For close to four decades Bill Lawry was one of the most decorated callers in cricket. With Lawry behind the mic, as a viewer, you almost wanted an exciting passage of play just to hear the stimulation of his vocal chords.
"GOT HIM! – the last ball of the day can you believe that”. It is a piece of cricket commentary that will remain embodied in the Australian cricketing history forever. The five-second audio clip will feature as part of the Channel Nine’s introductory footage for the next 23 years.
It was the voice of Bill Lawry. The commentary doyen in his high pitched enthusiastic voice describing Shane Warne bowling Pakistan’s Basit Ali’s around his legs off the final delivery of the day at the Sydney Cricket Ground in 1995.
Arguably, no other cricket commentator in the last 40 years could express his excitement for the game or the situation as Lawry. Even during the most docile moments of a long enduring day of cricket, Lawry had the ability to suddenly capture the attention of the audience with a sense of humour, a cricketing tale or simply his voice.
Earlier this week Lawry, 81, announced he had pulled down the curtains on his commentating career. For last few years, he had sat behind the microphone only for the Boxing Day Test match, but with Channel Nine’s broadcasting era drawing to a close last month, Lawry decided the time had come to finally hang up his boots.
Lawry’s bubbling passion for the cricketing action was ever present in that unique voice. But no two words will remain as synonymous with his voice as ‘Got Him’ or as Lawry would say ‘Gooot heem’, with his high pitched tone reaching its peak on the ‘e’.
Whether it was children celebrating a wicket in the backyard to grown men hitting the bull’s eye in a friendly game of darts, the imitation of Lawry’s words ‘Got Him’ could be heard all across Australia.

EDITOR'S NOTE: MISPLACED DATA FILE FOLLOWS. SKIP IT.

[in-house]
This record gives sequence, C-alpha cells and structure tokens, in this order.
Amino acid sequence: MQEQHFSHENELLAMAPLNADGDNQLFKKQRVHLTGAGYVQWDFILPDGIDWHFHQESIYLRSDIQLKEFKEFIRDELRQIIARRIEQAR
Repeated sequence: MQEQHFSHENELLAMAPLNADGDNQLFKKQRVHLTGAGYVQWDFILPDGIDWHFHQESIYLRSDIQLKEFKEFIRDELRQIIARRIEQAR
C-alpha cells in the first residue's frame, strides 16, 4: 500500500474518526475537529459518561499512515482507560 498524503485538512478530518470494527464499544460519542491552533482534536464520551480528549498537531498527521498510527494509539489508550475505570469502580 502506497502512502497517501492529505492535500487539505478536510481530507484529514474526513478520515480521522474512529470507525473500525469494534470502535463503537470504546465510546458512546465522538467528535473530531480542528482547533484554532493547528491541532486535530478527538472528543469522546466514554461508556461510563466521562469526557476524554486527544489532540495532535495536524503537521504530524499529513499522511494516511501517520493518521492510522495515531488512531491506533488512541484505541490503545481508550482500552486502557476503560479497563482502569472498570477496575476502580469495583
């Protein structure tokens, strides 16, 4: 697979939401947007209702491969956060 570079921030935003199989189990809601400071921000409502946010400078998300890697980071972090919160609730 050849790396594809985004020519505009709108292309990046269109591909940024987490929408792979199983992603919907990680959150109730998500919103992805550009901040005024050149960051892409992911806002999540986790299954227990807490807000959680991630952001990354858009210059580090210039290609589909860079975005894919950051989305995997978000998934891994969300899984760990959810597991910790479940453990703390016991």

But perhaps it was his evergreen partnership with his friend Tony Grieg that elevated Lawry to another level. Apart from their distinctive differences in their voices, it was the banter and the contrasting views about cricket and life that made them one of greatest commentary partnerships in Australian sport.
Lawry’s tales about his beloved pigeons, his passion for the state of Victoria along with his fondness for Melbourne Cricket Ground became iconic. Grieg would often pull his leg about him being described as ‘corpse as pads’ during his playing era, but Lawry was never short of a word asking Grieg about his loyalty towards England or South Africa or Australia. It was fascinating listening.
When a batsman or a bowler reached a milestone Lawry always had the knack of making the accomplishment even greater with his magical voice. At times he even struggled to hide his excitement about a beautiful cricket shot. When Sachin Tendulkar kept playing those on-drives past the Australian fast bowlers as an 18-year-old, he would say 'ohhh stand up an applaud this boy is the new superstar of cricket’ or just a simple ‘gorgeous’. Other than words, it was his characteristic voice that will remain unmatchable.
Lawry was a master at spilling his excitement into the comfort of the lounge rooms. So absorbing was Lawry as a commentator that the GEN Y only remembers Lawry as a commentator and forgets the fact that he played 67 Tests for Australia and led the nation for nearly three years in the 1960’s.
But Lawry was never engrossed by his own career, as he recently told an Australian radio station RSEN, "When on air it was about the audience and as Kerry Packer said 80 percent of the audience did not understand the game as well because it is complicated sport, so it was our job to describe the action.” he said.
Describe the action he did. For close to four decades he was one of the most decorated callers in cricket. With Lawry behind the mic, as a viewer, you almost wanted an exciting passage of play just to hear the stimulation of his vocal chords. But like all great commentators, he was listenable even during the dourest phases of the game.
In recent times other Channel Nine commentators even urged him to mesmerise the audience with his best lines, but Larwy would often suggest waiting for the right moment was an art in itself.
Along with Richie Benaud, Tony Grieg and Ian Chappell, Lawry led a new era of cricket coverage that has now set precedence for other broadcasters to follow.
The upcoming summer will be the first time in 40 years Lawry will not be behind the mic. But you can bet your bottom dollar that when Mitchell Starc shatters the stumps of the batsmen Lawry will certain to be in lounge room screaming ‘GOT HIM’, unfortunately, it will not be broadcast to every lounge across Australia.
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